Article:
PRINCETON, NJ -- The percentage of Americans who are satisfied with the way things are going in the United States is now at only 15%, according to the latest Gallup Poll update. This marks the lowest reading on this measure since June 1992, and the third lowest Gallup has recorded since 1979.
Satisfaction has been falling each month this year, beginning with an already-low 24% in January, dropping to 20% in February, 19% in March, and now this month's 15%.
Just before George W. Bush took office as president in January 2001, 56% of Americans were satisfied with the way things were going in the United States. That percentage soared to a near-record-high 70% in December 2001, a few months after the Sept. 11 terrorist attacks and the aggressive U.S. response in Afghanistan. (The record-high satisfaction rating across the 29 years in which Gallup has been using this measure is 71%, which came in February 1999 as President Bill Clinton was acquitted by the U.S. Senate on impeachment charges.) The average satisfaction rating for all of 2001 was 55%. Satisfaction for each year since then has declined, culminating in the 28% average for 2007 and the 20% average satisfaction in the first four months of this year.
Gallup began asking this satisfaction question in February 1979, and by July of that year recorded what still stands as the all-time low on the measure, 12%, in the midst of worries about the economy and skyrocketing gas prices. The second-lowest measure of 14% came in June 1992, during the final year of the George H. W. Bush administration and another time of perceived economic recession.
What's Behind Low Satisfaction Levels?
One does not have to go much further than the daily newspaper headlines or the lead stories on cable news channels to discern proximate causes for the extraordinarily low levels of satisfaction with the way things are going in the United States today. But Gallup's monthly measure of what Americans themselves perceive to be the most important problem facing the country provides precise figures that help explain why the public is so negative about the current state of affairs in the United States.
There has been a steady rise in the percentage of Americans mentioning some aspect of the economy as the nation's top problem over the past six months, from 22% in October 2007 to 61% in this most recent April 2008 measure. About two-thirds of these are simply "the economy," with an additional 9% naming the price of gas, 6% unemployment, and 4% the high cost of living and inflation.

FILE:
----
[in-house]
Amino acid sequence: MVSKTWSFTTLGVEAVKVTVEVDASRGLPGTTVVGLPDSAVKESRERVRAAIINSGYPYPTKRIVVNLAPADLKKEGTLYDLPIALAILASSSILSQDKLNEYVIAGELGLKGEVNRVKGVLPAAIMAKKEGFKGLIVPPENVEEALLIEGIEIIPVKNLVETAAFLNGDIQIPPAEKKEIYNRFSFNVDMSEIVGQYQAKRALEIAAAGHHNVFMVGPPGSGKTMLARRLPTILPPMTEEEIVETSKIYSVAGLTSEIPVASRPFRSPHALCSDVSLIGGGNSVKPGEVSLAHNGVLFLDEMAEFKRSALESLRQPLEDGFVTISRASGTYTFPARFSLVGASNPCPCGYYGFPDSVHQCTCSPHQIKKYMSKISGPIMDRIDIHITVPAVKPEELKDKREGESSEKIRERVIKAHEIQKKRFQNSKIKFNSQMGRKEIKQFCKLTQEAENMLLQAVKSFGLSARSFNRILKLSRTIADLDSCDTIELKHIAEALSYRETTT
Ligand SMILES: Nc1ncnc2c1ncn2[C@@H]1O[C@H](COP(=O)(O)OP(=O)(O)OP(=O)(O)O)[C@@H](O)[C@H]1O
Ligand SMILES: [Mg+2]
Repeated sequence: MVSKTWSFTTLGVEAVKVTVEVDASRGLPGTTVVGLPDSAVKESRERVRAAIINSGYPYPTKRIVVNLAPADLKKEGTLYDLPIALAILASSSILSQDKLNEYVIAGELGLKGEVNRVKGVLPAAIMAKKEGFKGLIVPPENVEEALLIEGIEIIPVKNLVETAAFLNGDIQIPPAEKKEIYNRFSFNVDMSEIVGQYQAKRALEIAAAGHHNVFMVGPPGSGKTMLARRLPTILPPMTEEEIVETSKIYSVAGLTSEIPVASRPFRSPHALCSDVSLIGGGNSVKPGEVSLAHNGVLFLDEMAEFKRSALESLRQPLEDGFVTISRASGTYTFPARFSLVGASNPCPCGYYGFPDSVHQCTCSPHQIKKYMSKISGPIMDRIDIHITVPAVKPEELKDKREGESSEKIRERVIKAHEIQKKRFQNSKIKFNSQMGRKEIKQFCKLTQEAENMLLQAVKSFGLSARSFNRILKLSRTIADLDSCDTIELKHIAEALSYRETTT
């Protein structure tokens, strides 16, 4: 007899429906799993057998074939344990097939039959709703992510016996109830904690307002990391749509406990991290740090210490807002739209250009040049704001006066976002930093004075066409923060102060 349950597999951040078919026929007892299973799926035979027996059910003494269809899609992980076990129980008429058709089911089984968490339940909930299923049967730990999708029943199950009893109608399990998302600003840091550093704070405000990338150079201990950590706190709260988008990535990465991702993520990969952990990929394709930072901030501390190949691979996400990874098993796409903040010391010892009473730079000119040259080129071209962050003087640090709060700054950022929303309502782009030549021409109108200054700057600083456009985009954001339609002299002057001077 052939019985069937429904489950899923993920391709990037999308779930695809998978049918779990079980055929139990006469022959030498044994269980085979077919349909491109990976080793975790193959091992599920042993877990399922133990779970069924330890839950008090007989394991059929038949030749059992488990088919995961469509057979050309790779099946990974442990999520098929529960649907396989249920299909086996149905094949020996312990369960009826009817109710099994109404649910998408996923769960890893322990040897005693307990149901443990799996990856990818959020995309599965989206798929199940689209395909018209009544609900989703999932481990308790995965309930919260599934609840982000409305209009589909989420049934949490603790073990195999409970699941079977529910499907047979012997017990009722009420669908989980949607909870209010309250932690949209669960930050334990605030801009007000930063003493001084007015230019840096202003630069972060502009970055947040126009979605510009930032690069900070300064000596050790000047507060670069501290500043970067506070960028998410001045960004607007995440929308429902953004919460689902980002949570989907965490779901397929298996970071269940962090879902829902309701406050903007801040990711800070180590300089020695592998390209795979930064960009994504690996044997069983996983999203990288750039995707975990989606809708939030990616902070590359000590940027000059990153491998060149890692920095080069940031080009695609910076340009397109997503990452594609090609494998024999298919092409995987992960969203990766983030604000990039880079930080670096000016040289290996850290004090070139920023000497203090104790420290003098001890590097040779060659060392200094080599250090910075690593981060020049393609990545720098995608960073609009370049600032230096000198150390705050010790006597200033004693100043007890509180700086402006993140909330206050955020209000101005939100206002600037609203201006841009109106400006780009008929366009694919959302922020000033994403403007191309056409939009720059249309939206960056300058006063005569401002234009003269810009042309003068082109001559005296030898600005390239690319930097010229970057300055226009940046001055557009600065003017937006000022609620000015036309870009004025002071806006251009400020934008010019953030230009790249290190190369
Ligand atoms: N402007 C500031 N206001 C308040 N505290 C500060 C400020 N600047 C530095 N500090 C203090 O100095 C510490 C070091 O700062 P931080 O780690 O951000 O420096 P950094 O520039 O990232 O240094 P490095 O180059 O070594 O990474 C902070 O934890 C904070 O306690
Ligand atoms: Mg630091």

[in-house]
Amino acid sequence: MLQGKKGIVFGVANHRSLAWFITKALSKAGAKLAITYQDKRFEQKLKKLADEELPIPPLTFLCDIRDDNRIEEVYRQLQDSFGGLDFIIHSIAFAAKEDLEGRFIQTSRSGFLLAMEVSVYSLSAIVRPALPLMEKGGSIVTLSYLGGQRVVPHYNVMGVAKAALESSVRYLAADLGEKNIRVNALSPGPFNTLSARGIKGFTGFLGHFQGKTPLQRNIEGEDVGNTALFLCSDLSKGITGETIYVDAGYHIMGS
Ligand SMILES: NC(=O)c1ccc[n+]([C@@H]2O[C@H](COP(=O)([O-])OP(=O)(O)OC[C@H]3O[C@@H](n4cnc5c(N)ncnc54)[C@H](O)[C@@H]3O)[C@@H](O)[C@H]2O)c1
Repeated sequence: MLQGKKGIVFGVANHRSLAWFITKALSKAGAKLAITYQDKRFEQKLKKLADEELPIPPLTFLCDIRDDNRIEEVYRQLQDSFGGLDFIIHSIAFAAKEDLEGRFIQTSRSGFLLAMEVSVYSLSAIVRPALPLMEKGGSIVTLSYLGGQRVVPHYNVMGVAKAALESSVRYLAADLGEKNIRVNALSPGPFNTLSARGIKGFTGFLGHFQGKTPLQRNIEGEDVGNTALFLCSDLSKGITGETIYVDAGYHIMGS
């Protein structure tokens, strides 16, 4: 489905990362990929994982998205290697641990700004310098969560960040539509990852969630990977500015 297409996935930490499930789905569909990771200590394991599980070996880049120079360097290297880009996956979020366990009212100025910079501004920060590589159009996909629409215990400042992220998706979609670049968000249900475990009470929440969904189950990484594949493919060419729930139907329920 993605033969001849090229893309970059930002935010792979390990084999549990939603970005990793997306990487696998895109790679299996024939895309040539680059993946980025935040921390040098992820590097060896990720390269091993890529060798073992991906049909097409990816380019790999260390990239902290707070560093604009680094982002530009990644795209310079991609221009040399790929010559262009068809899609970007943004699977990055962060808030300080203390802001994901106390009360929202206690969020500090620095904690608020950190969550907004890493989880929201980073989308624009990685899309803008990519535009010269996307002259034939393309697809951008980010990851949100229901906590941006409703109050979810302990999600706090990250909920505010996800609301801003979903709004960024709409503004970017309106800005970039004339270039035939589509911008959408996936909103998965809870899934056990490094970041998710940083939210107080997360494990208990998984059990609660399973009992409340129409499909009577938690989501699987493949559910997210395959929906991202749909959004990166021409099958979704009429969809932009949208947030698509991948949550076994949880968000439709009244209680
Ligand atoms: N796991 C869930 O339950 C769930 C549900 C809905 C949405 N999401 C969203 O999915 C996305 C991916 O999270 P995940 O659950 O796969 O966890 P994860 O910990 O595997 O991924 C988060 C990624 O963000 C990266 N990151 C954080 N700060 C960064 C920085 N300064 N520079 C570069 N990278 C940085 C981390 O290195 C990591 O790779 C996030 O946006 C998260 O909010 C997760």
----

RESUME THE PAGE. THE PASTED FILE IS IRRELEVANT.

The second-most-commonly mentioned problem is Iraq, at 23%. The percentage mentioning Iraq as the nation's top problem has held fairly constant since last November, even as the percentage of Americans mentioning the economy has increased on a month-by-month basis.
Other problems mentioned by 5% or more of Americans include healthcare, dissatisfaction with government, and immigration.
Gallup data -- and a review of news headlines -- suggest that the most important reason so many Americans are dissatisfied with the way things are going in the United States is the economy. The number of Americans mentioning some aspect of the economy as the nation's top problem has almost tripled in the last six months, and the economy now far eclipses the war in Iraq as the American public's dominant perceived problem. Additionally, Gallup's tracking measures of the economy continue to show consumer confidence at or near all-time lows.
Not surprisingly, the last two times satisfaction levels were lower than the current 15% were also times when the U.S. economy was perceived to be the dominant problem facing the nation -- in 1992 and 1979.
The currently low satisfaction level is concurrent with President Bush's lowest job approval rating of his administration. Low satisfaction levels in 1992 and 1979 were major factors in both Jimmy Carter's and George H.W. Bush's failure to be re-elected to second terms as president. The current President Bush cannot run for re-election. It remains to be seen whether voters will take out their frustrations by electing a Democrat to the presidency, but if they are in the mood to punish Bush's party, it could make John McCain's presidential bid an uphill challenge (though he currently is highly competitive with the Democratic candidates in presidential election trial heats). Democrats currently control both houses of Congress, but Gallup's generic ballot tests of congressional election voting preferences suggest that voters still favor Democratic control of Congress and thus may not hold congressional Democrats accountable for the current situation.
Results are based on telephone interviews with 1,021 national adults, aged 18 and older, conducted April 6-9, 2008. For results based on the total sample of national adults, one can say with 95% confidence that the maximum margin of sampling error is ±3 percentage points.
Interviews are conducted with respondents on land-line telephones (for respondents with a land-line telephone) and cellular phones (for respondents who are cell-phone only).
In addition to sampling error, question wording and practical difficulties in conducting surveys can introduce error or bias into the findings of public opinion polls.